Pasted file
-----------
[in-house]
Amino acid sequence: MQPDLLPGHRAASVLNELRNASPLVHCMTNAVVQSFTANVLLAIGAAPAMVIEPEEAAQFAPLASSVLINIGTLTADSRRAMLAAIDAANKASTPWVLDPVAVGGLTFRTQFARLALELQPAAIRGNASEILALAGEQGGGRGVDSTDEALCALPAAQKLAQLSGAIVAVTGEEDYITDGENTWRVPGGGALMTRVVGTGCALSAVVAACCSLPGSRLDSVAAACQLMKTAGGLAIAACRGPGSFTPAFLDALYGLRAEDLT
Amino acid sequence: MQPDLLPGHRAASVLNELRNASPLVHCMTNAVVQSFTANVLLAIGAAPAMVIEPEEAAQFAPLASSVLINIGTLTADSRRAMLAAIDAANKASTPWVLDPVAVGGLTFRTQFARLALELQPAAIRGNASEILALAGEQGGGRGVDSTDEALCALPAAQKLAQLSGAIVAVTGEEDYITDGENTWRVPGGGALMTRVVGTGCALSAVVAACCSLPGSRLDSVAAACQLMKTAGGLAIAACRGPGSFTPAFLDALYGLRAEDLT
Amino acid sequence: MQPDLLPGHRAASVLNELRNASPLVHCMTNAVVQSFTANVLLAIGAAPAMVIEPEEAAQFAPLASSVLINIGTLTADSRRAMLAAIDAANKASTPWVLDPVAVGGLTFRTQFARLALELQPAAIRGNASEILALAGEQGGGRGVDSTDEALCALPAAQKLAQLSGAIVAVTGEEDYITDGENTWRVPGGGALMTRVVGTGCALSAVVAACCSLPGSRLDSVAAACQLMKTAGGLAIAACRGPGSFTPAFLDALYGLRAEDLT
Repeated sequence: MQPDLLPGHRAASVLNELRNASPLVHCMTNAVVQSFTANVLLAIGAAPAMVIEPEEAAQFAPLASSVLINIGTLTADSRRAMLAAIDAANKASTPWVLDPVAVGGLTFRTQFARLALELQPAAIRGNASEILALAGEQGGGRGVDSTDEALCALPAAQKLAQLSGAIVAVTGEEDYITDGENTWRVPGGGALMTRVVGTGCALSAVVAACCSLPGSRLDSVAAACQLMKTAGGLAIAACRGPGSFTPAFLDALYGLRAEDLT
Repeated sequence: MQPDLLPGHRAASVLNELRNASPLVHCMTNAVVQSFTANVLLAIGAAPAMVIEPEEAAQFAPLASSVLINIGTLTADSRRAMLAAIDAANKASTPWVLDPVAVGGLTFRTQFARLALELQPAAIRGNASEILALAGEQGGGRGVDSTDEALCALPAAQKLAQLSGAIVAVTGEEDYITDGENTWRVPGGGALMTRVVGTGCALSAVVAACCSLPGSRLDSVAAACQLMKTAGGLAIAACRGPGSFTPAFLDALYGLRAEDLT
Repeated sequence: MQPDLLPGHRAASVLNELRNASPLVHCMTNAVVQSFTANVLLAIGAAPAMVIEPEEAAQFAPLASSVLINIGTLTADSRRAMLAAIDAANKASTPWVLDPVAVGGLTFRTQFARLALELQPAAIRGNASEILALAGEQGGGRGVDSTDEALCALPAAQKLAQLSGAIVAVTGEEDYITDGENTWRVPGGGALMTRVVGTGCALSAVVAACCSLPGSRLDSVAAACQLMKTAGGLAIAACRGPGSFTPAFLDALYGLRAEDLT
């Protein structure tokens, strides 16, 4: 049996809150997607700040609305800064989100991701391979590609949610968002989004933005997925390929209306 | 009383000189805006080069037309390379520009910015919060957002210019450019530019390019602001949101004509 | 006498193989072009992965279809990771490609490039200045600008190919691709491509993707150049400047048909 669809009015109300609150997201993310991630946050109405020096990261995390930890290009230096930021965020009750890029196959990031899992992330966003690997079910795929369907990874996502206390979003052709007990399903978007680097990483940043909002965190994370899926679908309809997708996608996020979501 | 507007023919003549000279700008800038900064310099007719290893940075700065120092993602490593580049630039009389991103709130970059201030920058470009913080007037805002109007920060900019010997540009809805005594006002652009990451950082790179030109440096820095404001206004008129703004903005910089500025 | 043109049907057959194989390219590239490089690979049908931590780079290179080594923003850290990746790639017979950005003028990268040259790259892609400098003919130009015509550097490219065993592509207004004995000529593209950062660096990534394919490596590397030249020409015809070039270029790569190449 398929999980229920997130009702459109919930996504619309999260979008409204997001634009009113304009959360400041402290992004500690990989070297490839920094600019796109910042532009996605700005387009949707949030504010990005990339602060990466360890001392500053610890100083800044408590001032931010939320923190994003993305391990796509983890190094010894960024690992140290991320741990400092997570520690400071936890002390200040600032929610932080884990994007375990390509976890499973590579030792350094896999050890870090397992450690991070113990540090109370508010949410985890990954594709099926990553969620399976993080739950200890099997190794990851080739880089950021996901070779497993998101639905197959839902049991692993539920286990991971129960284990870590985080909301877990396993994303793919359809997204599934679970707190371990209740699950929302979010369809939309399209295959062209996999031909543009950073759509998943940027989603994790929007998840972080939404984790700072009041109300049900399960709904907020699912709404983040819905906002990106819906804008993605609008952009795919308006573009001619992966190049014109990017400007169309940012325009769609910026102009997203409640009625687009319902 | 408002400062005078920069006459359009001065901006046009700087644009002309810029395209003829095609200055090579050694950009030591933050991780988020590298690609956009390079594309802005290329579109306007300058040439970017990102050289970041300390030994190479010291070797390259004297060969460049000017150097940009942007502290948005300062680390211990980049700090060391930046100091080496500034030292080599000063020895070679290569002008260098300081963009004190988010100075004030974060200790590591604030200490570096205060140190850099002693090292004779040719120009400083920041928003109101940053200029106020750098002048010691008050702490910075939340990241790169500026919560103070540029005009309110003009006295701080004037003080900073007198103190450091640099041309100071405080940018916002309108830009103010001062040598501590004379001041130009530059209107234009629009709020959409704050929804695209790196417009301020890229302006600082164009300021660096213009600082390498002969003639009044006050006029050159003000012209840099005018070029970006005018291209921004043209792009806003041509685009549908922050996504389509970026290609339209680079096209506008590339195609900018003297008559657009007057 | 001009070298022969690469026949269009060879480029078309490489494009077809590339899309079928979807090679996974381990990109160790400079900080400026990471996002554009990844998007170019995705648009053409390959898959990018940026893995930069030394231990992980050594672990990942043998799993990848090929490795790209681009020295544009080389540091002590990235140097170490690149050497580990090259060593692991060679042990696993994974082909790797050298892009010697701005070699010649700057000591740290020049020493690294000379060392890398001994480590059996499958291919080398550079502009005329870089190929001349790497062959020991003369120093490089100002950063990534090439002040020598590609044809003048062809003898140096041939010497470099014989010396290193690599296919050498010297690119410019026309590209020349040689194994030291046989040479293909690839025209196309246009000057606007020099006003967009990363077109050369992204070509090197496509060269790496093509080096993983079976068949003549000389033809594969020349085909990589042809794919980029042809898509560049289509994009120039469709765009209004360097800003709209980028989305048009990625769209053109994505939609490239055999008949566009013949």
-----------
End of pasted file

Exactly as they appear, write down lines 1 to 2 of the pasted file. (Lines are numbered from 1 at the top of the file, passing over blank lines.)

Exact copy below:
[in-house]
Amino acid sequence: MQPDLLPGHRAASVLNELRNASPLVHCMTNAVVQSFTANVLLAIGAAPAMVIEPEEAAQFAPLASSVLINIGTLTADSRRAMLAAIDAANKASTPWVLDPVAVGGLTFRTQFARLALELQPAAIRGNASEILALAGEQGGGRGVDSTDEALCALPAAQKLAQLSGAIVAVTGEEDYITDGENTWRVPGGGALMTRVVGTGCALSAVVAACCSLPGSRLDSVAAACQLMKTAGGLAIAACRGPGSFTPAFLDALYGLRAEDLT